It certainly sounds imprecise, but I am not alone in reaching the legal conclusion that “electric scooters” and “electric skateboards” can be used interchangeably for purposes of discussing the applicable scooter laws in Michigan.
In a September 16, 2019, article, “E-scooters are fast, unregulated and all over Detroit. What could go wrong?,” Bridge said the following about electric scooters:
- They are “essentially electric skateboards with handlebars that can cruise up to 15 mph at the touch of a button.”
- They are “[o]fficially regulated under the newly amended Michigan Vehicle Code as ‘electric skateboards with handlebars.’”
Similarly, in an October 15, 2018, “Report of Motorized Electric Scooters,” the Director of the Detroit City Council’s Legislative Policy Division explained:
“In an attempt to regulate the use of electric scooters in Michigan, the State has passed legislation addressing the matter. The Michigan Motor Vehicle Code defines the electric scooter under MCL 257.13f [which is the statutory definition of an “electric skateboard”].”
The Detroit City Council’s interpretation squares with that of the Detroit Greenways Coalition:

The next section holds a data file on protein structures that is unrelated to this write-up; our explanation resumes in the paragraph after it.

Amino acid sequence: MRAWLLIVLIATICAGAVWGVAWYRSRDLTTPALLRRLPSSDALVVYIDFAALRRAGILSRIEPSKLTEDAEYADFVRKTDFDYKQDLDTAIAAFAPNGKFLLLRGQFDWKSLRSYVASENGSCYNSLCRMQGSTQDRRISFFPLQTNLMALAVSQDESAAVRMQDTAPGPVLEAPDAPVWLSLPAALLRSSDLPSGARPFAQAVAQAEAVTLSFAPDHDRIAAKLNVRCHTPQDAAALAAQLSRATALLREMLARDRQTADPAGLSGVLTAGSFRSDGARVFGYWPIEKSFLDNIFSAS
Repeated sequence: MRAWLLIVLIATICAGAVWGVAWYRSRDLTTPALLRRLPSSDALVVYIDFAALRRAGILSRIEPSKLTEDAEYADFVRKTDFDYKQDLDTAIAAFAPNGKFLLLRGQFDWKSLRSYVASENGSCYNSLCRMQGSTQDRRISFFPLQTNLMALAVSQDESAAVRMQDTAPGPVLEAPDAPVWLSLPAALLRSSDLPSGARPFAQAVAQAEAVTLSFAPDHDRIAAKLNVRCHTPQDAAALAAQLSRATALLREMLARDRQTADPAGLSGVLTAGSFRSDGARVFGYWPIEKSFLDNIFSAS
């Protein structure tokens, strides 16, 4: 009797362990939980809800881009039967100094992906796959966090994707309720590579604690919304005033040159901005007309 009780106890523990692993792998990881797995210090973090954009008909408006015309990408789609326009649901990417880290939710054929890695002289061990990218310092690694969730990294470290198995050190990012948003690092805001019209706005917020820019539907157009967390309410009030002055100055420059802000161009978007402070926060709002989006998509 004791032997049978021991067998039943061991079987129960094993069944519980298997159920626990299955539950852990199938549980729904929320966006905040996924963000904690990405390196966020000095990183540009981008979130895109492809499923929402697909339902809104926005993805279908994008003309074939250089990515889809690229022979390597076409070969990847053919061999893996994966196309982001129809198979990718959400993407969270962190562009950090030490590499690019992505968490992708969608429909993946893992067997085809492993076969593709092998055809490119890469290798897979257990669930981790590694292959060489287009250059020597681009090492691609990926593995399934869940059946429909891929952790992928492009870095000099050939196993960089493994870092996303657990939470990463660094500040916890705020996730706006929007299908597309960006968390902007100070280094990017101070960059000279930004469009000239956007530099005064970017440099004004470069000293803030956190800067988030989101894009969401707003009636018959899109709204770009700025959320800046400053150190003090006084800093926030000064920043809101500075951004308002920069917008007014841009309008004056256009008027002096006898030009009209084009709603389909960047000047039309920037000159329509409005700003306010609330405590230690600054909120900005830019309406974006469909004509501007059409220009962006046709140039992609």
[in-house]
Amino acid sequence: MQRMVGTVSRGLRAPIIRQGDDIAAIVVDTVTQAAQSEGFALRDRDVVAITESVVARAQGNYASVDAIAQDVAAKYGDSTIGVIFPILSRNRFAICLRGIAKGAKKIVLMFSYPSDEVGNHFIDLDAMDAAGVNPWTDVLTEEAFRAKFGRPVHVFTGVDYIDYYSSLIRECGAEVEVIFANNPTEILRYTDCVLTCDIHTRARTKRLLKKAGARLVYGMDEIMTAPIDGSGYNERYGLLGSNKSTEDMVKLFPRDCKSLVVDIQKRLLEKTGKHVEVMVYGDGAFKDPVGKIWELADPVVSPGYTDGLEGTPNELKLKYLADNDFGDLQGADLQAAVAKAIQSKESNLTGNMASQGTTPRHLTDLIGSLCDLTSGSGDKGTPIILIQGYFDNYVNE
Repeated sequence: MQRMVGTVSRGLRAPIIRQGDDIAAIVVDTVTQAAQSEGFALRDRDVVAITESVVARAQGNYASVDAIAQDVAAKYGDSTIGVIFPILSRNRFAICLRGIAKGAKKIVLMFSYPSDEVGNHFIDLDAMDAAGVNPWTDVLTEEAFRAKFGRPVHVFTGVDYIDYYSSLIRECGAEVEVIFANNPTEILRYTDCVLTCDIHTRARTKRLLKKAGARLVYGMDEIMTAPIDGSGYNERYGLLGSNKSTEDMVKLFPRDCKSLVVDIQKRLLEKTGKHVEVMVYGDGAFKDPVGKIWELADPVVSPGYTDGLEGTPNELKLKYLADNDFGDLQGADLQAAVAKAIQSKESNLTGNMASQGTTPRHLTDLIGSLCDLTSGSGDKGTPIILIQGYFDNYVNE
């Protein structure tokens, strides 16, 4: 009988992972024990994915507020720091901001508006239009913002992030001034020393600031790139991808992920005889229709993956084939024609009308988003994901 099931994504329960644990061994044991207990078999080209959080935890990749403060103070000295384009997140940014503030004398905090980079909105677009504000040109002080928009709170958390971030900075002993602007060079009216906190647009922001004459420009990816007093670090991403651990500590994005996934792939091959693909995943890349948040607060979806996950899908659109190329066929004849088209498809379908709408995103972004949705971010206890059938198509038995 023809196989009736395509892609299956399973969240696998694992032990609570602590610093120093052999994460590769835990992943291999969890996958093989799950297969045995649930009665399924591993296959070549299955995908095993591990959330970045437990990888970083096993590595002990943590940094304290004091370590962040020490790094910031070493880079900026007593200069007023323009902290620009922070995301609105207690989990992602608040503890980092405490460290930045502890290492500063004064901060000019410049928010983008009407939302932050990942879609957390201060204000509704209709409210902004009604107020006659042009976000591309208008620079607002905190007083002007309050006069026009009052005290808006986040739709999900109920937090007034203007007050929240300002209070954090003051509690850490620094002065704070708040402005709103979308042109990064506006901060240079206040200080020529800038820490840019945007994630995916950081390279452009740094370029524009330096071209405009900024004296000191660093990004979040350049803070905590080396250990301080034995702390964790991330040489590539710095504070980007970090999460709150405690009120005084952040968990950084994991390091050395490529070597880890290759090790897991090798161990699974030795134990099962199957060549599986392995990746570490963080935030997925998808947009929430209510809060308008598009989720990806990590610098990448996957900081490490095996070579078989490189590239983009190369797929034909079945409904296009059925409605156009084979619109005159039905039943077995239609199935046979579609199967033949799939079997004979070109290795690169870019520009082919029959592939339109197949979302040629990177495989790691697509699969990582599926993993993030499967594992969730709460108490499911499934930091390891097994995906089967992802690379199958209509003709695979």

“The state’s legal definition of electric skateboards (MCL 257.13f) includes motorized scooters AKA e-scooters (‘An electric skateboard may have handlebars’).”
The Michigan electric scooter laws contradict Mayor Duggan’s claims that scooter injuries are “B.S.”
It’s a good thing that the Michigan electric scooter laws have been put in place because even though they look fun and exciting electric scooters (or skateboards) are proving to be very dangerous and a lot of people are getting seriously hurt.
One has to wonder if there is a “scooter lobby,” and if so, just how much money they are contributing to Detroit Mayor Mike Duggan. Frankly, there is no other possible explanation that I can think of to explain Mayor Duggan’s completely absurd comment back in October of 2018 that the increasing number of news reports about injuries from scooter accidents were “such B.S.”
You are wrong, Mr. Mayor. People are getting seriously injured on electric scooters, just as people who are on bikes or walking as pedestrians get seriously hurt, or even killed, when they are hit by cars and careless drivers.
Many are now being represented by the lawyers at this law firm!
In a September 16, 2019, story, “Detroit Mayor Mike Duggan claimed scooter injuries are ‘BS.’ They’re not,” Bridge reported as follows:
- The “Detroit Receiving Hospital – which is part of the DMC – averages 10-20 patients per month in its emergency room because of scooter accidents . . .”
- The Medical Director of Detroit Receiving’s ER stated: “It’s not a matter if there’s going to be a death, it’s just a matter of time. Given the types of injuries and the pattern of injuries, it’s very clear to me it’s going to happen.”